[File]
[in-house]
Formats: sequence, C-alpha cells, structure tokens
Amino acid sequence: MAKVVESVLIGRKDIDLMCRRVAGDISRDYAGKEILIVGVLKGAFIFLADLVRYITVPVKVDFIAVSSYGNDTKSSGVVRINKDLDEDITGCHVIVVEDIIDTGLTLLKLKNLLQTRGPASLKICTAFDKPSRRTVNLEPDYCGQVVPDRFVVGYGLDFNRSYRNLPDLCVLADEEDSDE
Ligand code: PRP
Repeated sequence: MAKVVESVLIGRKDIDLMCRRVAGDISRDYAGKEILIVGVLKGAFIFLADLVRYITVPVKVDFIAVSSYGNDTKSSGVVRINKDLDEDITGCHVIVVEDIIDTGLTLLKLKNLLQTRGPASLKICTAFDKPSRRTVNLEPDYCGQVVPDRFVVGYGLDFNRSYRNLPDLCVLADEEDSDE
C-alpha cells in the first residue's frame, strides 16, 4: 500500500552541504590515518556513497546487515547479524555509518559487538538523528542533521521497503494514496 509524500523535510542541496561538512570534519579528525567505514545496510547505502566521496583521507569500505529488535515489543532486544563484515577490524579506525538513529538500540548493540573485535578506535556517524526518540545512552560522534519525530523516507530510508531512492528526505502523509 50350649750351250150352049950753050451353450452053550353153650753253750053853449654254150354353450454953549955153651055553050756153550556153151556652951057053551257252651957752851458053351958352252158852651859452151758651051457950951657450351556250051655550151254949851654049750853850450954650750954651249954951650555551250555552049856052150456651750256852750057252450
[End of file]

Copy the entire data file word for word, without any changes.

[in-house]
Formats: sequence, C-alpha cells, structure tokens
Amino acid sequence: MAKVVESVLIGRKDIDLMCRRVAGDISRDYAGKEILIVGVLKGAFIFLADLVRYITVPVKVDFIAVSSYGNDTKSSGVVRINKDLDEDITGCHVIVVEDIIDTGLTLLKLKNLLQTRGPASLKICTAFDKPSRRTVNLEPDYCGQVVPDRFVVGYGLDFNRSYRNLPDLCVLADEEDSDE
Ligand code: PRP
Repeated sequence: MAKVVESVLIGRKDIDLMCRRVAGDISRDYAGKEILIVGVLKGAFIFLADLVRYITVPVKVDFIAVSSYGNDTKSSGVVRINKDLDEDITGCHVIVVEDIIDTGLTLLKLKNLLQTRGPASLKICTAFDKPSRRTVNLEPDYCGQVVPDRFVVGYGLDFNRSYRNLPDLCVLADEEDSDE
C-alpha cells in the first residue's frame, strides 16, 4: 500500500552541504590515518556513497546487515547479524555509518559487538538523528542533521521497503494514496 509524500523535510542541496561538512570534519579528525567505514545496510547505502566521496583521507569500505529488535515489543532486544563484515577490524579506525538513529538500540548493540573485535578506535556517524526518540545512552560522534519525530523516507530510508531512492528526505502523509 50350649750351250150352049950753050451353450452053550353153650753253750053853449654254150354353450454953549955153651055553050756153550556153151556652951057053551257252651957752851458053351958352252158852651859452151758651051457950951657450351556250051655550151254949851654049750853850450954650750954651249954951650555551250555552049856052150456651750256852750057252450